Unspoken Thoughts

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Whenever we travel to a foreign country, we often find ourselves lost and frustrated. The simplest questions like “Where are the restrooms?” and “Which way do I have to walk?” turn into complex linguistic equations where we end up spending minutes and minutes trying to formulate our thoughts into the native language. We know deep inside what we desire, but we just cannot express our voice because we struggle to find the right words. The struggle of this scenario is just a marginal glimpse into the voiceless community of Asian-American immigrants.

For the past thirteen years, I have been the American voice for my immigrant family. Whether it be signing rent contracts, negotiating car loans, or working out bureaucratic issues for my parents’ businesses, I’ve been the go-to individual to help translate their thoughts in Korean into English. I’ve never really seen this role as anything too special and in the past, it just felt natural for me to take on this responsibility. Yet my perception of my role as the voice for my family changed as COVID-19 quickly changed the public sentiment towards Asian-Americans.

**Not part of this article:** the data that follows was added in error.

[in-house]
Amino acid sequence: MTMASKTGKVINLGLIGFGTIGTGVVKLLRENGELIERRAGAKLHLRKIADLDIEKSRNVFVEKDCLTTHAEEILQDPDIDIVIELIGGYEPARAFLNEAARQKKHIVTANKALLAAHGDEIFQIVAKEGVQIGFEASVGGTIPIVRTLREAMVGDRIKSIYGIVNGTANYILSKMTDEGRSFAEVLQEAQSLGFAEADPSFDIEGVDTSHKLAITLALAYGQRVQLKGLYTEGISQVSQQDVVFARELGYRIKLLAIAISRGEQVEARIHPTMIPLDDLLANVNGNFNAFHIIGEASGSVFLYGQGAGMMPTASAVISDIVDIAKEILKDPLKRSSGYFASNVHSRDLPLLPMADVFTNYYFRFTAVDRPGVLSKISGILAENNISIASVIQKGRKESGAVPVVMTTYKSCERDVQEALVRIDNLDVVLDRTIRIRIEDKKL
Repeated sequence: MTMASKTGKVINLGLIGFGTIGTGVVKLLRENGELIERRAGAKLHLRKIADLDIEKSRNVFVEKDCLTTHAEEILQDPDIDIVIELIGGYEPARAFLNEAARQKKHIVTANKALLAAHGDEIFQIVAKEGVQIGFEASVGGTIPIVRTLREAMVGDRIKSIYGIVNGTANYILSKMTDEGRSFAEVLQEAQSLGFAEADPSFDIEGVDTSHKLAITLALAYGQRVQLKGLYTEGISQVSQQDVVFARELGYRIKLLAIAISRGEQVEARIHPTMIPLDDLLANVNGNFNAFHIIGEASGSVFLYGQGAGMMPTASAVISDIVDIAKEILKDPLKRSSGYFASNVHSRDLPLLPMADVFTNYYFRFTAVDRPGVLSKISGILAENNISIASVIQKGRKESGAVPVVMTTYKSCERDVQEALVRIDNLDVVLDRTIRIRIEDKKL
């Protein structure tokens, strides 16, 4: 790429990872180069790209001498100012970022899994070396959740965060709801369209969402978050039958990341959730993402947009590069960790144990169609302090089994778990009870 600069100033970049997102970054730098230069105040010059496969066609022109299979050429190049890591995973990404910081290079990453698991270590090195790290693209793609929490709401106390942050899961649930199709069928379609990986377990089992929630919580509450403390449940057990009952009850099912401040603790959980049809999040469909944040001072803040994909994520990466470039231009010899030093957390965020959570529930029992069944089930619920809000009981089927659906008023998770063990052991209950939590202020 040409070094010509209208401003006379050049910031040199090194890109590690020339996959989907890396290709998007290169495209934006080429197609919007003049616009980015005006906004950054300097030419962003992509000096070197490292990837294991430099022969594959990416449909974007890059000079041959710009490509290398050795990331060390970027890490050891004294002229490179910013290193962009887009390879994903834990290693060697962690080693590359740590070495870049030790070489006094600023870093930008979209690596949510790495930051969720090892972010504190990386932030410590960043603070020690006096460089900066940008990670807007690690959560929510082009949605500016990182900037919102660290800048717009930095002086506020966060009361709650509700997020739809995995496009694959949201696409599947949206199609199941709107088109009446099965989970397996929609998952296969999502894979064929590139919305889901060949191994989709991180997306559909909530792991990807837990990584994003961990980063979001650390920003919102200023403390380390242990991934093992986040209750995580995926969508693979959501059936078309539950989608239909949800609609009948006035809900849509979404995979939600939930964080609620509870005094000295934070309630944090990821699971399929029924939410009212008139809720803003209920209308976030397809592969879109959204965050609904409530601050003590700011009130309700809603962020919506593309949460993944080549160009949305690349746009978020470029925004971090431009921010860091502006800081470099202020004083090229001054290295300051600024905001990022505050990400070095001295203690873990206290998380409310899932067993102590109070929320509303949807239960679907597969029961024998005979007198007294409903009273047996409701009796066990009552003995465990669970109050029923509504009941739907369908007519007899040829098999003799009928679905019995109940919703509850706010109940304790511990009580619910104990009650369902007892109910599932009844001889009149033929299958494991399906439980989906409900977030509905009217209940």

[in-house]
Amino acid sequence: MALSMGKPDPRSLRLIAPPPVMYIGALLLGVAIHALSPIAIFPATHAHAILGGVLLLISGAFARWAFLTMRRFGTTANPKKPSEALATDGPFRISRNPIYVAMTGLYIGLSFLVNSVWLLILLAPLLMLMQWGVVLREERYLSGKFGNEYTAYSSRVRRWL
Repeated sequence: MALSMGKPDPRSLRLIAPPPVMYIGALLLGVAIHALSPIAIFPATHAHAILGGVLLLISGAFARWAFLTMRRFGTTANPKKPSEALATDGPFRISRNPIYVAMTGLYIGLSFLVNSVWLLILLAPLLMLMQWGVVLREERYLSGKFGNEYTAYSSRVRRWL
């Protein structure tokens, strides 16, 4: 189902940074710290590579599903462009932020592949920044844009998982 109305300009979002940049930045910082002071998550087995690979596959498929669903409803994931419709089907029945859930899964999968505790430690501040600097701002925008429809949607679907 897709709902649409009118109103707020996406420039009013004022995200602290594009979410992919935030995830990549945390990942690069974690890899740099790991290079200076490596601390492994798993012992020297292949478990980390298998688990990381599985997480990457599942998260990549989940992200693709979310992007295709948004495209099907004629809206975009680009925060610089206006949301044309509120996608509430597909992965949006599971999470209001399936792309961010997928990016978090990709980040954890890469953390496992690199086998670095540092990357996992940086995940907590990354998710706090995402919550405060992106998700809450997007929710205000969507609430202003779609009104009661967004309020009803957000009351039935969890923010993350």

With the blame of the coronavirus quickly being pointed to Asians, the level of hate towards the group quickly rose as well. With many news media reporting attacks on Asian elderly, blatant hate encounters for young Asian adults, and passive-aggressive looks out in public, my parents’ experiences were no different. Yet, when I asked my parents about their encounter, it wasn’t the remarks that were directed towards them that affected them the most, rather the suffocating feelings of not being able to respond to the remarks and voice their thoughts in the situation was the factor that upset my parents.

Taking this into perspective, I got an understanding of the cruciality of an individual’s voice in society. The ability to put our thoughts into words and be able to challenge perceptions is a process that everyone should be able to do. In the context of racial justice then, I want to be the voice with the Asian-American immigrants, and use my upbringing to express our community’s opinions and support on racial justice issues. While this entails a huge and seemingly lofty goal, it is my reason for being involved in this project—to learn more about issues and strategies as it pertains to racial justice and apply those theories into practice for those sharing immigrant backgrounds. Hence, this area isn’t just another academic project for me. No, this is about my personal background and an identity that I share with thousands of other Asian-American immigrants living in the United States. That is why I don’t mean it lightly when I say whatever it takes.

Eric Gim is a current sophomore from Fullerton, California. He is intending to major in Economics with a Concentration in Finance, with a double minor in Political Science and Korean. He’s passionate about the intersection between racial and economic inequality—especially in its role in influencing access to educational opportunities for marginalized communities. At Duke, Eric is an intern with the Nasher Museum of Art as well as a representative in Quad Council.

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